Communication through Portal: A Critical Factor in GST Appeals – M/S Yash Krishi Seva Kendra vs. State of Madhya Pradesh
The case centers on the rejection of an appeal by the department due to it being filed beyond the specified time limit. M/s Yash Krishi Seva Kendra, the applicant, contested the dismissal of their appeal under section 107 of the GST Act, which was deemed time-barred.
The crux of the applicant’s argument was that they were not informed about the cancellation of their registration within the stipulated time frame, thus preventing them from filing an appeal under section 107 of the GST Act.
In response, the department cited Section 169, stating that any decision, notice, communication, or summons under the GST Act or its Rules, when made available on the official portal, is considered adequately communicated. They argued that if the applicant failed to check the portal for the show cause notice or the registration cancellation order, despite being aware of them, the blame rested solely with the applicant.
Is it justified for the Revenue department to disallow an appeal due to a limitation period, especially when the registered person has been informed or messaged via their mobile phone?
The core issue raised by the applicant is that the department failed to communicate the registration cancellation order within the stipulated time, thereby depriving them of the opportunity to file an appeal.
The department contended that they uploaded the show cause notice and the registration cancellation order on the portal as per Section 169(1)(D) of the GST Act. They argued that once these documents were available on the portal, the applicant could have downloaded them and filed an appeal. The department emphasized that the applicant’s failure to take advantage of the portal’s resources was their responsibility, leading to the delay beyond the limitation period.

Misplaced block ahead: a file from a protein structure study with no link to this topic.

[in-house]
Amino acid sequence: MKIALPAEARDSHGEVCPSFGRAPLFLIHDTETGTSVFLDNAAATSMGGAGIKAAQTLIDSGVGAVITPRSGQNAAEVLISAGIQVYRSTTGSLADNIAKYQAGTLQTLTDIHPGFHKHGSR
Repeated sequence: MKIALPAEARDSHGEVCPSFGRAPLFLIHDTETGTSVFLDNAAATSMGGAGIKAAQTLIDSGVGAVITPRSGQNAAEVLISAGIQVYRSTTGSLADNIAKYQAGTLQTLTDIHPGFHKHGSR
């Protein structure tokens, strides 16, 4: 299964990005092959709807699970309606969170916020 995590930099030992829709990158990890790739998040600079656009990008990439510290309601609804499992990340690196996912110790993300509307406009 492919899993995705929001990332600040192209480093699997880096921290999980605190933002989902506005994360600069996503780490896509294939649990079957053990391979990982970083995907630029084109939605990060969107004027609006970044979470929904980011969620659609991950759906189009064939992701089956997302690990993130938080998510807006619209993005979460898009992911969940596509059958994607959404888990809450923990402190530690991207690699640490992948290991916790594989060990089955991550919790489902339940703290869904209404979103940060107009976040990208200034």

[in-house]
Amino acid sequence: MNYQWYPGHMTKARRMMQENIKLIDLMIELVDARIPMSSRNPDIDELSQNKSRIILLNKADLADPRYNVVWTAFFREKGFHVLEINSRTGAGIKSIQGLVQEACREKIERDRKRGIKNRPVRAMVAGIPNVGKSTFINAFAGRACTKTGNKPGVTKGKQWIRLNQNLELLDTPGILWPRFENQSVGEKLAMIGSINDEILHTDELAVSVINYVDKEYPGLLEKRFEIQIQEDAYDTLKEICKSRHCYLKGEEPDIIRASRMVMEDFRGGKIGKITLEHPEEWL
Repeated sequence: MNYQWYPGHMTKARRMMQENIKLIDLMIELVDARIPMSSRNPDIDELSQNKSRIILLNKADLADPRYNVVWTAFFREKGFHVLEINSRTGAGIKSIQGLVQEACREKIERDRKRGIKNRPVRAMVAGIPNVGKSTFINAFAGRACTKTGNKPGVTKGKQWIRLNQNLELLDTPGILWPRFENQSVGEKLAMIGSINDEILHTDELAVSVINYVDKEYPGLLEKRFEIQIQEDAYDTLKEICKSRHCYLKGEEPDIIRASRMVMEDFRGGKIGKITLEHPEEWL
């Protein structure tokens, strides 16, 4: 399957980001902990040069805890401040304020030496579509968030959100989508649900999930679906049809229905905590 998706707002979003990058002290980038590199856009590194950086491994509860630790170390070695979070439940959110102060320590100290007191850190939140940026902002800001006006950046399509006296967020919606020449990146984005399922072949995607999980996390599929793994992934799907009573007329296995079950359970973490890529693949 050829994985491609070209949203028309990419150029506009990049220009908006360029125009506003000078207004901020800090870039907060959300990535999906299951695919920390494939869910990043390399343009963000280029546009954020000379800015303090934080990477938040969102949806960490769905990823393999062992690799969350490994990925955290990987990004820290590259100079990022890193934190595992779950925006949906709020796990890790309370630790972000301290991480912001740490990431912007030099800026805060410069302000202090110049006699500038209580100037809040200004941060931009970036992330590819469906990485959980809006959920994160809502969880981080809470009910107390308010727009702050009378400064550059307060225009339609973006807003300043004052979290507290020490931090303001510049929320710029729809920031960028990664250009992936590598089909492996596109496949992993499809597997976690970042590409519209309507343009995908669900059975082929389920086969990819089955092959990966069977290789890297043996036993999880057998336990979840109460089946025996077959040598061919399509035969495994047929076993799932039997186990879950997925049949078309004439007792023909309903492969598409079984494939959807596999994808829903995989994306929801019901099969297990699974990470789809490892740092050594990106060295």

Observation and Judgment:
Evidence presented by the department showed that the show cause notice was sent to the applicant’s registered mobile number and an email was sent to their previous consultant, as indicated on the portal.
The court clearly observed that the applicant’s appeal under section 107 of the GST Act was undeniably time-barred, and the appellate authority had no discretion to extend the limitation period. In the context of this statutory provision, the court, operating within its writ jurisdiction, could not interfere.
As a result, the court found that the rejection of the appeal as time-barred could not be contested, and accordingly, the writ petition was dismissed.
The applicant’s delay in filing the appeal led to the loss of their GST Registration. Section 107 of the GST Act does not permit any leeway for the appellate authority to condone delays that exceed the stipulated time limit. In this case, the delay was substantial, despite the applicant having the opportunity to download the necessary documents from the portal and file an appeal. Furthermore, the show cause notice was sent to the applicant’s registered mobile number, and an email was dispatched to their former consultant. This case underscores the importance of seizing opportunities provided by the law and acting promptly to avoid adverse consequences.